Jo quan vaig anar a Azerbaijan, vaig demanar el visat a través del consulat de Dubai, ja que era la meitat de preu que fer-lo online. Crec que em va costar uns 30€ i online valia uns 60€. Va ser molt fàcil, simplement havia de presentar tota la documentació i en 5 o 6 dies ja el vaig aconseguir. No obstant, tinc entès que des del gener de 2017, han lliberalitzat el procés d’obtenció del visat i ara és molt més fàcil. Llegeix-te aquest post: http://caravanistan.com/visa/azerbaijan/
      En quant al temps, si només tens un parell de setmanes, jo sense cap dubte em quedaria únicament a Azerbaijan. Jo m’hi vaig quedar quasi 3 setmanes i em van faltar dies

      Per cert, vaig escriure la guia d’Azerbaijan, però l’he publicat a una altra pàgina web: http://twomonkeystravelgroup.com/diy-travel-guide-to-azerbaijan/

      Salut!

  11. Great post. I would just like to correct one thing; although Iran is a somewhat conservative country, it is filled with cinemas and theaters.

  12. Guys, my name is Eldar and I am from Azerbaijan. Although I spent sometime living, studying and working outside of my country I currenly live in Baku – a capital of Azerbaijan and run a small consulting company. If you are curious about business environment in Azerbaijan or simply want to visit as a tourist please add me on FB or LinkedIn and I believe I can give some valuable recommendations. Azerbaijan is a great place to visit and definitely safe destination.

    1. hi,
      we are from pakistan and interested in business in Azerbaijan. Please send us your email so we can contact further.

    2. We are a small group of Six from India who wish to visit Azerbaijan in the month of Sept 2019. We baisically want to do a little backpacking in this beautiful country . Plz give us sone useful information regarding places of interest historical, n culutural . Are there any facilities of homestay etc n Hostels ? Duration will be 4 dys as we hope to start our visit by entering Georgia , Armenia n Azerbaijan. Any help from your end will be highly apreciated . Thanks in advance.

  13. I’m headed to Azerbaijan via the Georgian land border tomorrow, and glad I found this post. I haven’t found Georgians to be friendly at all and was skeptical about Azerbaijan, but now I’m quite excited to hop over there!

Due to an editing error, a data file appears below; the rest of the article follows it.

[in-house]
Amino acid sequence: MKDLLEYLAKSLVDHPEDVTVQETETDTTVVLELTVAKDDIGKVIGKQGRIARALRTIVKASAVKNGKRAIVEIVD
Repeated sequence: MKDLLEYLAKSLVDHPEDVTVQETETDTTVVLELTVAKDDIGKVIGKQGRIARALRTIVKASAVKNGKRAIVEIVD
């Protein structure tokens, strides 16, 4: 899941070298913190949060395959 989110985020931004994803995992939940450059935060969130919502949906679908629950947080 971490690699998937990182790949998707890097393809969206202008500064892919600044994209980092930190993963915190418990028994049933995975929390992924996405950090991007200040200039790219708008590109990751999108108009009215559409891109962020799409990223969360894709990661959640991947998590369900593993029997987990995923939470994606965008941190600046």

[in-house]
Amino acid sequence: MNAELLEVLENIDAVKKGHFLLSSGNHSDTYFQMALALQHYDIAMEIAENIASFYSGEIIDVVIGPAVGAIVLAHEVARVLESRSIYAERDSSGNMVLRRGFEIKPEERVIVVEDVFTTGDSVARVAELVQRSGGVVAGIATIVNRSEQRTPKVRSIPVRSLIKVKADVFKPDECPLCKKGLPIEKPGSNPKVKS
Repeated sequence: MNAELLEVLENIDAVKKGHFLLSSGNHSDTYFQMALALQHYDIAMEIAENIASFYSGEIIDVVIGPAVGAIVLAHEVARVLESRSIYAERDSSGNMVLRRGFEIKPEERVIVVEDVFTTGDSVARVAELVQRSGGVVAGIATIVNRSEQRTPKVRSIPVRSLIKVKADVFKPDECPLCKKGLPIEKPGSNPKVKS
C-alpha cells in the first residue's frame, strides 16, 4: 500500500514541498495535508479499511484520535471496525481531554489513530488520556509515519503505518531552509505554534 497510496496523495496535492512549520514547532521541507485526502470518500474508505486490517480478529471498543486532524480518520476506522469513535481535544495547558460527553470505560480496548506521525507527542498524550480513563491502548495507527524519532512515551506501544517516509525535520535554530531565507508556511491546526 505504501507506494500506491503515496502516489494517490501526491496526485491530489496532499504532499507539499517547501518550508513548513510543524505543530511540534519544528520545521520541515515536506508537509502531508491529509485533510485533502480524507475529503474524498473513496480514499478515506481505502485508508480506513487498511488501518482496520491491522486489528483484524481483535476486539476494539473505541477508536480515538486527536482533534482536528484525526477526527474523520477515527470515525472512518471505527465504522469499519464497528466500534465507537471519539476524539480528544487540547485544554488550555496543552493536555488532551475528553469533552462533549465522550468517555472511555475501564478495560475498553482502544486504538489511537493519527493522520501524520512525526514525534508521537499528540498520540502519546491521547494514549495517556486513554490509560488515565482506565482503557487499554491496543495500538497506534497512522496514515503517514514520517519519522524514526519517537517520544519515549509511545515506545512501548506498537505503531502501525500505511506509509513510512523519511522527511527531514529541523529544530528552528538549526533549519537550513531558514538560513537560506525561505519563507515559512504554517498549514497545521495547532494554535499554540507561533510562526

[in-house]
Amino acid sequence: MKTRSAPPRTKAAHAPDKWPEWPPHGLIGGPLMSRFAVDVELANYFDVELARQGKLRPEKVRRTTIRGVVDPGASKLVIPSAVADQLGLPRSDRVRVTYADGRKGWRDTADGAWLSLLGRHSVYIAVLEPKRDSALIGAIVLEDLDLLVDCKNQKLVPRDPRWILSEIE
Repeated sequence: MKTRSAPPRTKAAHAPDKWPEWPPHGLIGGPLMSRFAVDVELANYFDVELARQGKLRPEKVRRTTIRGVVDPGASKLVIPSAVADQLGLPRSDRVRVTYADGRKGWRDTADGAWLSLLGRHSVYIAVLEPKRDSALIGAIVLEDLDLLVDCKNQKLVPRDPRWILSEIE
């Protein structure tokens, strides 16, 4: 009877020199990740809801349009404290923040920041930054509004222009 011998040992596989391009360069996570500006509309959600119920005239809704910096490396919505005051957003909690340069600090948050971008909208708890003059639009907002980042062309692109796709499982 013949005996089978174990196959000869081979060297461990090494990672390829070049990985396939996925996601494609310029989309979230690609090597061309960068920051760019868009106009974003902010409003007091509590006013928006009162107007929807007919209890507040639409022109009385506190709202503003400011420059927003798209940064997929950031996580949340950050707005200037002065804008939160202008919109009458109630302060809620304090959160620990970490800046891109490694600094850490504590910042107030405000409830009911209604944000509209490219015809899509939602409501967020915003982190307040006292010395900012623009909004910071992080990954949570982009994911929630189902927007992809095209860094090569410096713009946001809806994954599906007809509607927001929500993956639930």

14. I loved my time in Azerbaijan in 2014 it really is an interesting place! I”d go again.

    Perhaps you meant to say some of the food has a Persian influence rather than Arabic influence?

    cheers
    . .

  15. Thanks to Mr. Google that paved the way to your blog (YAY!) My cousins and I are planning for a short stopover in Azerbaijan this March and would like to squeeze in Gobustan and Xinalig. Is it possible and accessible for a 3-day trip? What would you suggest?

  16. Hi! Thanks for your post. You shared nice info about Azerbaijan. It seems like its a beautiful country!!! I will visit Baku this month. Hopefully I will enjoy it as much as I can 🙂

  17. Wow I fell totally in love with the country, I’ve been looking for some quiet country to relocate to and this seems like the perfect place. Am Nigerian and it looks like a great place I’ll love to find out more info tho on the requirements relocating here and visa processing..

  18. Great post!! Thanks for sharing the detailed information about Azerbaijan. It’s also known as the “Land of Fire” concluded as a puzzle of diversity and discrepancy. Azerbaijan has produced some of the greatest poets, scientists, musicians and is home to several UNESCO world heritage sites. With its rich culture and heritage, Azerbaijan attracts tourist from all over the world. Baku is the capital and largest cosmopolitan city of Azerbaijan, politically, economically and culturally involved city, and one of the must visit sites of Azerbaijan. There are many more other reasons to visit this amazing country. Explore it for once-in-a-lifetime experience.

  19. Fascinating blog. My friend and I, two mature intrepid English ladies, have already visited Ukraine, Georgia & Armenia – wow! Now keen to visit Azerbaijan which we viewed precariously from up high while visiting a Georgian monastery, yes, before the floodgates open! Any chance of entering Iran from here…?
    Dee

  20. Hi! Really interesting post and blog generally. My boyfriend and I started to explore the Caucasian countries 2 years ago and the goal is to see all the Central Asia. So your blog is really usefull…and I envy you for all the places you have seen 😉
    We’ll go to Azerbaijan this summer and check their hospitality and kindness, but you should definitely try the one of the Armenians. We were almost shocked about how nice Armenians are…despite the fack that we don’t speak russian and we could only communicate with them through Google Translate 🙂
    I look forward to reading more about your trips!

    1. Thank you Chiara, I am sure you will have an amazing time in Azerbaijan. I was in Armenia too, just at the end of last year, and yes, I agree that they were great as well. In fact, both cultures are quite similar but they hate each other, which is kind of controversial. Cheers!

  21. Edgar Rossignaud

    I am travelling from Georgia to Armenia and I am wondering if it is allowed to take with me some bottles of Georgian wine?

Leave a Comment

Your email address will not be published. Required fields are marked *

DOWNLOAD A FREE COPY OF MY LATEST EBOOK

a guide to plan your trip to the most offbeat destinations

Scroll to Top